sees Alanis Morrissette as black and hot pink. Her boyfriend looks disturbingly like the COBE view of the universe. I would have liked to know more about how her synaesthesia feels (an interest prompted by Baudelaire, whose description of it is in my view unsurpassed).Jake at Shnakeblog has discovered that atheists are religious too.
You what? Surely not. Well, Jake has noticed that his faith in no God is the mirror image of Christians’ faith in God. Take the next step, Jake. Scepticism is a far better tool for understanding the world than faith and not knowing is superior to knowing if you want to increase your stock of knowledge. It bothers me that so many of the godless "hate God". If he doesn’t exist, kids, there’s nothing to hate.Brent at Unscrewing the inscrutable is just occasionally a victim of conviction.
He’s an excellent and convincing writer who knows
God doesn’t exist but, as a commenter points out, he is sometimes guilty of the sins he excoriates. Still, who among us isn’t? Let he who is without sin etc. It’s a thought-provoking post but knowing is, for me, ultimately less satisfying than doubting. And he’s given me a whole new picture of the Easter Bunny that is particularly disturbing.Ruthie-Annie notes the double standards of the Schiavo-botherers.
Ruthie-Annie poses an uncomfortable question for them: why don’t they care about other lives in other places? Well, Ruthie, the regressive right are like sheep. Someone tells them what the issue is and they bleat. The stuff about starvation etc is not something they really think about. They are just watchwords, cyphers, that express a broader belief. They don’t understand it but they line up with it. A bit like my Christian friends who will tell us that Jesus died for our sins but cannot quite find the words for why he needed to, or suggest that we are all born sinful but can’t quite explain why. For that matter, I’m yet to see a convincing explanation of why
God actually gives a shit whether we’re good or bad. He clearly doesn’t care that the world has bad in it, since, as often noted, he doesn’t intervene to prevent it. Okay, he gives us free will but why? Is he just amusing himself?Smijer is doing a critique of Strobel’s A case for faith
. I’ll be honest and admit I’m saving this one for later, because it’s quite long. I thoroughly recommend Smijer though. He’s one of those unashamedly intelligent bloggers who you know you’ll enjoy. A bit like a cuddle on a cold day. Hey, I like cuddles. Anyone who says I don’t is going to get smashed in the teeth.
Finally, and to coin a phrase, last but very much not least, he didn’t ask to be included but no expression of godlessness would be complete for me without Father Luke. Father Luke used to be a priest and in all the ways that matter, he still is. If you’ve made it this far, you deserve some of his writing, which in a just world would bring him renown and riches. This is a personal favourite
, which captures for me the essential humanity of a world without gods.
That’s it. Errors and omissions to the usual address, where you will most likely be ignored. Still, you have more chance of being answered than a sinner’s prayers, so why not try me?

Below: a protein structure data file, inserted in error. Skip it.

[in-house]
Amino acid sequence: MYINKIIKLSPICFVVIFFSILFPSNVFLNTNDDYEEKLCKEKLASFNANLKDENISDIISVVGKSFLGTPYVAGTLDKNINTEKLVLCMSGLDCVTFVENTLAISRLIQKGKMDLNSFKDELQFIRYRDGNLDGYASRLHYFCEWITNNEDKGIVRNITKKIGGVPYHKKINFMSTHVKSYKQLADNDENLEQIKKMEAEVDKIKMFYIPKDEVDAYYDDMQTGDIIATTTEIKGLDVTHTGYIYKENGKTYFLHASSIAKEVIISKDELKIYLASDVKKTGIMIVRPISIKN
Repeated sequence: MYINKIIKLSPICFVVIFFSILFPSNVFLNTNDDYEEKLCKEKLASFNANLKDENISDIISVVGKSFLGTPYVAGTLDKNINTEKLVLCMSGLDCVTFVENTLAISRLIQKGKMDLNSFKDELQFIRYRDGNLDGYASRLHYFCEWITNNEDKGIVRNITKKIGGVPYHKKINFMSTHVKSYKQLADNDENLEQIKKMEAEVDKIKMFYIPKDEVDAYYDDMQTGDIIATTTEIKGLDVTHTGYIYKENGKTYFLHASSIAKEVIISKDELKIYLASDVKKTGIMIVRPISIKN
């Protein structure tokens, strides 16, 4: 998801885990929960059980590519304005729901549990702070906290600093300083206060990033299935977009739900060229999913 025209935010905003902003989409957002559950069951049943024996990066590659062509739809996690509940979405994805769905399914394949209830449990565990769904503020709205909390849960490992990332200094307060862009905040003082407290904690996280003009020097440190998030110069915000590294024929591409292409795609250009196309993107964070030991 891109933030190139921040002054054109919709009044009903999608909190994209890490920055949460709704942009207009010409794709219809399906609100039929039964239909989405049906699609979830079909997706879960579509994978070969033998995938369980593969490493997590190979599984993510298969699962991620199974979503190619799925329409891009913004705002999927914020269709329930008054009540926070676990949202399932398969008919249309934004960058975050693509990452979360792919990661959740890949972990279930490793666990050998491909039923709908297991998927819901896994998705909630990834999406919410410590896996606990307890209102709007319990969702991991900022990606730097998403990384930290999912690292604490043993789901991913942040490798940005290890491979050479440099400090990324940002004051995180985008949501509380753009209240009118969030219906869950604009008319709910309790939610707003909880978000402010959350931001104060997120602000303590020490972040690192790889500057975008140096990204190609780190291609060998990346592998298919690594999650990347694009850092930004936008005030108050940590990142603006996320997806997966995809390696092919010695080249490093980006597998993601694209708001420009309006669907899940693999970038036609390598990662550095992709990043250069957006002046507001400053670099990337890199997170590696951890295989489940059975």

Carnival of the godless will be fortnightly from now on, Brent tells me, beginning at Wolverine Tom
on April 10. Submission details here
Get a lack of God in your life
Dr Zen has the pleasure of hosting Carnival of the godless
next week. This week's is at Nanovirus
In these grim times, when American presidents intervene in the family affairs of their citizens, pushing a "God-driven" agenda, it's good to remind ourselves that reasonable, intelligent people (and a few who aren't) can write with clarity and focus about why they don't need a god to drive anything.
I'm welcoming submissions. They can be about anything that can be described as godless: the universe and everything in it, religion as a thing, even the big boy himself. So long as you don't praise him.
You don't have to be a raving atheist. But let's face it, it'll help.
Stanthorpe to Byron
They are mashing down the grapes at Wild Soul
. You push the skins and stalks down. As the juice ferments, they float up. You push them down.
The wine is excellent. You can feel they have cared for it. You can feel the caress.
I know I should admire the caress. I demand it. I want it in everything.
But I am disturbed that they are going to plant out more grapes -- other varieties -- so that rather than be purveyors of wine they have cared for, they will one day be just another Granite Belt winery.
Passing through Lismore, I see ahead of us a motorbike rider lift his legs out to the side. Woohoo, he is celebrating. Woohoo, I am not you, he is saying.
I struggle sometimes to think what I traded freedom for. Love? I don't think so. I wanted to be loved but not enough to be beloved. Is it because I no longer feel loved that I no longer feel I am loveable?
I know that there are people who will feel hurt that I say I don't feel loved. But I don't think any one of them loves me. They love an image they have of me that I cannot see reflected in myself.
I am afraid that if I were wiped away tomorrow, only what I do would be missed, not what I am.
I am not blaming anyone else for that. Whatever else they do or don't do, I know that they didn't make me afraid.
Sometimes I try to move beyond allowing fear to be my interpreter. But I am misunderstood and I feel it was better to stay inside. I have moments, hours, days that I could just stay where I am, never move again, never venture.